Wednesday, March 8, 2006
By Jeremy Cox (Contact)
Wednesday, March 8, 2006
The two-day, closed-door meeting in
The talks are set to include Florida Fish and Wildlife’s top boss, Ken Haddad; the director of U.S. Fish and Wildlife Service’s southeastern region, Sam Hamilton; and the National Park Service’s regional director, Pat Hooks.
“That sort of tells you the level of attention this situation has generated,” Land said.
Last month, agency leaders got an earful about the panther, known as No. 124, when they met with the Miccosukee Tribe’s lawyers and consultants. For two years, in letter after letter, Tribal Chairman Billy Cypress has demanded that wildlife officials remove the panther.
Now, those agency leaders want to hear from their own experts, who see the 6-year-old female as more meek than murderous.
“I haven’t see anything that, to me, I would see as a risk to people,” Land said.
The number of encounters between people and panthers has risen sharply in recent years across
The growing frequency of run-ins prompted officials to write a response plan — a draft of the plan was released for public comment last month — to provide some protocol.
Pinecrest, the area along isolated
Few humans ever tread this far into the swamp and fewer still choose to live there, making it one of the last hospitable places for panthers to live. For the most part, panthers and humans coexist peacefully, but, Miccosukee officials say, panther 124 is the exception.
Several encounters going back to January 2004 show a pattern of fearlessness in the big cat, the tribe has told wildlife officials.
It has documented an instance in which a person fired a rifle shot in front of the panther and it didn’t move. Another account tells of the panther, this time with a second cat at its side, coming within 30 feet of tribal members as they prepared for a ceremonial dance, “acting more like stray dogs than animals afraid of people.”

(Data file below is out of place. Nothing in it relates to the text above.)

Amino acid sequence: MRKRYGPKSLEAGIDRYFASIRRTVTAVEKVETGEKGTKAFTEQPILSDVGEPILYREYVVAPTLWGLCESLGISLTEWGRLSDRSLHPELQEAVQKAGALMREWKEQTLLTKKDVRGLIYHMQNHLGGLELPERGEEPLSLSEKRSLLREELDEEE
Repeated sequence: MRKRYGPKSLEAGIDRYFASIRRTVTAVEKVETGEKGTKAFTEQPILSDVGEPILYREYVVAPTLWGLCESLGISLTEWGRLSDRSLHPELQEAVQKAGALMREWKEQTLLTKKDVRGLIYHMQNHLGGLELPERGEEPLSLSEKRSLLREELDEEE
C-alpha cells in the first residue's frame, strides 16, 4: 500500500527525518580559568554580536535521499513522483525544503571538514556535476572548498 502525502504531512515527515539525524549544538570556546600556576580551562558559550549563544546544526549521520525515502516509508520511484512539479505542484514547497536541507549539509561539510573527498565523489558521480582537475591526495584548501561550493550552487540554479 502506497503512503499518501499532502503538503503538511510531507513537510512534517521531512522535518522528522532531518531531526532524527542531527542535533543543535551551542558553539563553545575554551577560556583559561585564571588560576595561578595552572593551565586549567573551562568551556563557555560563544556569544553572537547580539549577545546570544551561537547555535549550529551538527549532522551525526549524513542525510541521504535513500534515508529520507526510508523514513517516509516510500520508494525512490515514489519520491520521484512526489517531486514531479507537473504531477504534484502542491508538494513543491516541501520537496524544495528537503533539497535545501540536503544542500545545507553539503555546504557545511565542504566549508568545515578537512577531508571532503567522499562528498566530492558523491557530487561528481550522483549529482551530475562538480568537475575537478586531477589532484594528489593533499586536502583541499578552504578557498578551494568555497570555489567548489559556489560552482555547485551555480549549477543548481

The panther also has made frequent incursions onto the grounds of an
“Panther 124 must be removed immediately without further excuses or delays,”
In May 2004, at the tribe’s request, wildlife officials moved one panther 124’s grown kittens to a forested area in
Panther 124 might have as many as three kittens in tow, Land said, each a little more than a year old.
Big Cypress National Preserve officials have monitored the panther and her kittens since early 2004 as well and have used “aversive conditioning” nine times to discourage the cats from interacting with humans. The conditioning includes playing tapes of barking hounds and blasting airhorns.
The Park Service has confirmed eight sightings of the panther and her offspring over that span. One report was of panther 124 falling into a pond near a home and one of her kittens getting caught in a fence at the same time. There are several more reports of panthers in the area, but scientists believe they involve other panthers.
Panther 124’s movements are tracked by a radio collar.
At this week’s meetings, officials also will discuss how their agencies should respond to future problem panthers, said Bob DeGross, chief of interpretation at Big Cypress.
Laura Hartt, environmental policy specialist at the National Wildlife Federation in
“That alarms me because it wouldn’t be a science-based decision,” she said. “I think the level of scrutiny she’s being subjected to (panther 124)... is unprecedented.”
For the cats,
Carole Baskin, CEO of Big Cat Rescue
an Educational Sanctuary home
to more than 100 big cats
12802 Easy Street
813.493.4564 fax 885.4457
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